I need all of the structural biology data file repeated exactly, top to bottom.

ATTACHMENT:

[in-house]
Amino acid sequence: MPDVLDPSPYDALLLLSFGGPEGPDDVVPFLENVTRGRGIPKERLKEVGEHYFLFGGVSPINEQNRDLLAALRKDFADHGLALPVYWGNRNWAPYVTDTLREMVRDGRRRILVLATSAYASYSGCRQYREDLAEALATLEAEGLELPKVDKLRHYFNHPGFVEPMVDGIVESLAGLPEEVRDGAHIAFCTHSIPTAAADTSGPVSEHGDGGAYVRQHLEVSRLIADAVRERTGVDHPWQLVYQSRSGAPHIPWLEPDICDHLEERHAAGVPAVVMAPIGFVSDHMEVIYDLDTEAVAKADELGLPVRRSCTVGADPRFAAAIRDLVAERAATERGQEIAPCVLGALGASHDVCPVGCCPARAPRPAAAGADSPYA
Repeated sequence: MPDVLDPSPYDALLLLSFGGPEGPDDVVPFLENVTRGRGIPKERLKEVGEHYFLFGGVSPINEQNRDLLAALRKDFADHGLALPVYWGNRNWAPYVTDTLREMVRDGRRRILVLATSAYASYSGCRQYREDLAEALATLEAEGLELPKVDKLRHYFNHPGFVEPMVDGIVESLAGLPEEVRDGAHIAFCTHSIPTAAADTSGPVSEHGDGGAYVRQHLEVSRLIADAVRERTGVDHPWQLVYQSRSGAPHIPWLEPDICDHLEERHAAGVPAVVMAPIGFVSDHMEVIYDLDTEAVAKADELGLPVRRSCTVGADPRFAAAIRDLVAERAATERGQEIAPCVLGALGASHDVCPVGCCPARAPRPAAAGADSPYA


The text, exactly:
[in-house]
Amino acid sequence: MPDVLDPSPYDALLLLSFGGPEGPDDVVPFLENVTRGRGIPKERLKEVGEHYFLFGGVSPINEQNRDLLAALRKDFADHGLALPVYWGNRNWAPYVTDTLREMVRDGRRRILVLATSAYASYSGCRQYREDLAEALATLEAEGLELPKVDKLRHYFNHPGFVEPMVDGIVESLAGLPEEVRDGAHIAFCTHSIPTAAADTSGPVSEHGDGGAYVRQHLEVSRLIADAVRERTGVDHPWQLVYQSRSGAPHIPWLEPDICDHLEERHAAGVPAVVMAPIGFVSDHMEVIYDLDTEAVAKADELGLPVRRSCTVGADPRFAAAIRDLVAERAATERGQEIAPCVLGALGASHDVCPVGCCPARAPRPAAAGADSPYA
Repeated sequence: MPDVLDPSPYDALLLLSFGGPEGPDDVVPFLENVTRGRGIPKERLKEVGEHYFLFGGVSPINEQNRDLLAALRKDFADHGLALPVYWGNRNWAPYVTDTLREMVRDGRRRILVLATSAYASYSGCRQYREDLAEALATLEAEGLELPKVDKLRHYFNHPGFVEPMVDGIVESLAGLPEEVRDGAHIAFCTHSIPTAAADTSGPVSEHGDGGAYVRQHLEVSRLIADAVRERTGVDHPWQLVYQSRSGAPHIPWLEPDICDHLEERHAAGVPAVVMAPIGFVSDHMEVIYDLDTEAVAKADELGLPVRRSCTVGADPRFAAAIRDLVAERAATERGQEIAPCVLGALGASHDVCPVGCCPARAPRPAAAGADSPYA